The Narrative Lectionary focuses on the Laborers in the Vineyard in Matthew 20. The landowner pays each laborer, who were hired at different times of the day, the same wage. The ones who worked all day are upset that they were paid the same. The landowner asks them if they are jealous. Everything belongs to him, and he is the one who chooses to give generously. The world is God’s creation, and God desires to give us all the gift of new life, eternal life—it is us who put limitations and create burdens for others, but God has given the gift of life freely to all. But in the reign of God, the ways of the world are flipped over, and the first shall be last, and the last shall be first.
Psalm 16:5-8 reminds us of the blessing it is to have God in our lives. God is the one who counsels us, who teaches us, who leads us and whose steady presence is with us always. All blessings come from God, and when we choose to remember that God is always with us, we are open to experiencing those blessings.
God’s desire is for all of us to know God’s love, and God’s promise of eternal life that begins right now in this lifetime, that death does not have a hold on us. But we keep thinking in worldly terms—success, fame, fortune. We think that eternal life is something we need to earn, to work for, and we judge others by how they live and work, instead of understanding this is a free gift from God, the gift of God’s love in Christ Jesus our Lord, given for all.
Call to Worship
Following God’s ways is not easy;
We are called to step out in faith.
We do not know what will happen tomorrow;
We are called to put our trust in God.
We know that God’s love is always with us;
We know that God never abandons us.
Come, join together in this time of worship;
Come, join together in following Jesus.
Prayer of Brokenness/Confession
Author of Salvation, we confess that we have written our own versions of the life story. We have written in that we are not good enough, but others are worse. We have crafted obstacles to overcome that You did not put in our way, and we have written in shortcuts in which we do not have to change, but others do. Forgive us for not handing over the pen. Forgive us for not recognizing that You have already written our names into Life, and that we must live for others. Forgive us for not recognizing that the ending was at our baptism along with the beginning of our eternal life in You. Rewrite Your love into our hearts, and help us to share the Good News. In the name of Christ, who has written the new covenant in our hearts, we pray. Amen.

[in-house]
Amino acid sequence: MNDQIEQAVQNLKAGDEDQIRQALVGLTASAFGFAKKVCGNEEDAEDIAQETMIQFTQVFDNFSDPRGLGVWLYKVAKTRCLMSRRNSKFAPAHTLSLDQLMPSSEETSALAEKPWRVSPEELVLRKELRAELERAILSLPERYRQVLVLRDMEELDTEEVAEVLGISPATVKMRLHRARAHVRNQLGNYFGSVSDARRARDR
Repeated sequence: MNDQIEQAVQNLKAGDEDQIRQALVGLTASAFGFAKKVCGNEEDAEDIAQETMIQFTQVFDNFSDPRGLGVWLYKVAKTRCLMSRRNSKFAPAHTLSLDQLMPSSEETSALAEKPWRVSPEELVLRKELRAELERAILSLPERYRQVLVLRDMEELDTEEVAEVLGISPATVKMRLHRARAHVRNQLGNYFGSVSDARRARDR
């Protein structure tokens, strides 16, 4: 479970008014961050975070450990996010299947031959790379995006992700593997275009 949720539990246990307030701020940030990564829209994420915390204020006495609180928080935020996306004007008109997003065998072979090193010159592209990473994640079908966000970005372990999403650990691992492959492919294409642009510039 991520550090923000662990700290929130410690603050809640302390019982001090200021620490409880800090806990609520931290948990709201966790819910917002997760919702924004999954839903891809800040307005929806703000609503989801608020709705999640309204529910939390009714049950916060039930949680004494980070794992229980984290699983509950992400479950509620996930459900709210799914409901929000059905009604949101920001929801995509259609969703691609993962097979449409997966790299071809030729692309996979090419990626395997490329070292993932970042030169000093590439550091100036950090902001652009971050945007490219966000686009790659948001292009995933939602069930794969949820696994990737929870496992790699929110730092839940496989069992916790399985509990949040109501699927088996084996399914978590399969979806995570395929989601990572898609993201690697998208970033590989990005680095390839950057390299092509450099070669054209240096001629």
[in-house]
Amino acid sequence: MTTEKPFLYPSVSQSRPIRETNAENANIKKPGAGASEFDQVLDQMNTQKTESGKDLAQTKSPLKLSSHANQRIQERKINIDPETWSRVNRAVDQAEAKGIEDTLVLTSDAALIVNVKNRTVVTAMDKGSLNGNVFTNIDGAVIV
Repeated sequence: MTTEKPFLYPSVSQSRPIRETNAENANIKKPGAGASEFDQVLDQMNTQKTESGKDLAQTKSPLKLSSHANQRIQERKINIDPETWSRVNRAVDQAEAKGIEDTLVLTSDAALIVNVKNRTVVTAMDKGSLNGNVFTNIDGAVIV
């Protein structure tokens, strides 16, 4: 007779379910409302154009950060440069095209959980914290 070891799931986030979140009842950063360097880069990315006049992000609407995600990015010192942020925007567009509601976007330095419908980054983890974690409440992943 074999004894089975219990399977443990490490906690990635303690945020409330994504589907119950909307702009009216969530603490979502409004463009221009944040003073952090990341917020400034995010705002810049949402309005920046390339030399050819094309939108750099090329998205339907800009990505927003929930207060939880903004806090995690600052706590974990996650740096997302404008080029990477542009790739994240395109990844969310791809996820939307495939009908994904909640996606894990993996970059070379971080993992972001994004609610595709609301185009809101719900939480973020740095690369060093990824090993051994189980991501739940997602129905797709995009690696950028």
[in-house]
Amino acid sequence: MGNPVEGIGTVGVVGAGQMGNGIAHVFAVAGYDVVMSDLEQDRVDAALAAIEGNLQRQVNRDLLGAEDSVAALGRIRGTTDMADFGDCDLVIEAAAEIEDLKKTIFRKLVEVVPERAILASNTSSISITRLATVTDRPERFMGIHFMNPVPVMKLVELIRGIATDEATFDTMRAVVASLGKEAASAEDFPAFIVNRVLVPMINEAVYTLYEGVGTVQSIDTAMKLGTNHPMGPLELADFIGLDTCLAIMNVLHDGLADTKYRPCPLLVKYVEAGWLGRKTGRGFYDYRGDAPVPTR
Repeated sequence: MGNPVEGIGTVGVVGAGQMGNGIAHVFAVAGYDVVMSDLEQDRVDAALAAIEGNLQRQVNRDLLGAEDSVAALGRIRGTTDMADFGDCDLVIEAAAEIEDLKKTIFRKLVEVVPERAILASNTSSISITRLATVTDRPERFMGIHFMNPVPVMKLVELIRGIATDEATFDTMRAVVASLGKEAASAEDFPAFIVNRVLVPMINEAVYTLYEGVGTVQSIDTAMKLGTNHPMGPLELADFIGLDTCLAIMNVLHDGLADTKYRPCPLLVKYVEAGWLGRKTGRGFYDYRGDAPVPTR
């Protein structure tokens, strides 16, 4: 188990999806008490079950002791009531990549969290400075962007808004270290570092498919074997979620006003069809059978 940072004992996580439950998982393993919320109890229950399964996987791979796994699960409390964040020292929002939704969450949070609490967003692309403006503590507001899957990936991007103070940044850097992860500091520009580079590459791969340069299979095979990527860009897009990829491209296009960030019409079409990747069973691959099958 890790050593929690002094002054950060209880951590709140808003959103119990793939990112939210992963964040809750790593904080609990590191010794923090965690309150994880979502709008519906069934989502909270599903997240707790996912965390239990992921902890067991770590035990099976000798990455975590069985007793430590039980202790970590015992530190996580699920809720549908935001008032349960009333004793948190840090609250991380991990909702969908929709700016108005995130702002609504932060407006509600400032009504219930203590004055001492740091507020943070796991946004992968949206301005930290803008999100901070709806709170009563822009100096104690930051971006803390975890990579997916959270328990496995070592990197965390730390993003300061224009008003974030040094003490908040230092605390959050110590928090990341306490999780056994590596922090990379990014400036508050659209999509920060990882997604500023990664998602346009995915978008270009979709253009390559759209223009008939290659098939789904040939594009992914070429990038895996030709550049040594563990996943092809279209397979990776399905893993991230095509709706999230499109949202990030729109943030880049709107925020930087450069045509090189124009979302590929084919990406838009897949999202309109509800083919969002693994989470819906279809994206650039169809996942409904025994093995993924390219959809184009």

Blessing/Assurance of Pardon
The promises of God are new in us. They are new in the flower bulbs that are still deep in the earth; in the buds on the trees that are getting ready, even in the plants that lie buried under feet of snow. God’s promise is new life, and it is a gift for you. You are forgiven, renewed and restored in Jesus Christ. Amen.
God of our ancestors, You have called us forth into a new day, but we tread the path of our ancestors, their teachings and traditions handed down to us. You call us into New Life but have shown us the way through the faithfulness of those who have gone before us. Grant us the wisdom to set out on new paths, knowing that You are with us, and that the whispers of our ancestors still help us to find the way. May our traditions of old help inspire us to forge new ways of living into Your love, peace and justice. Amen.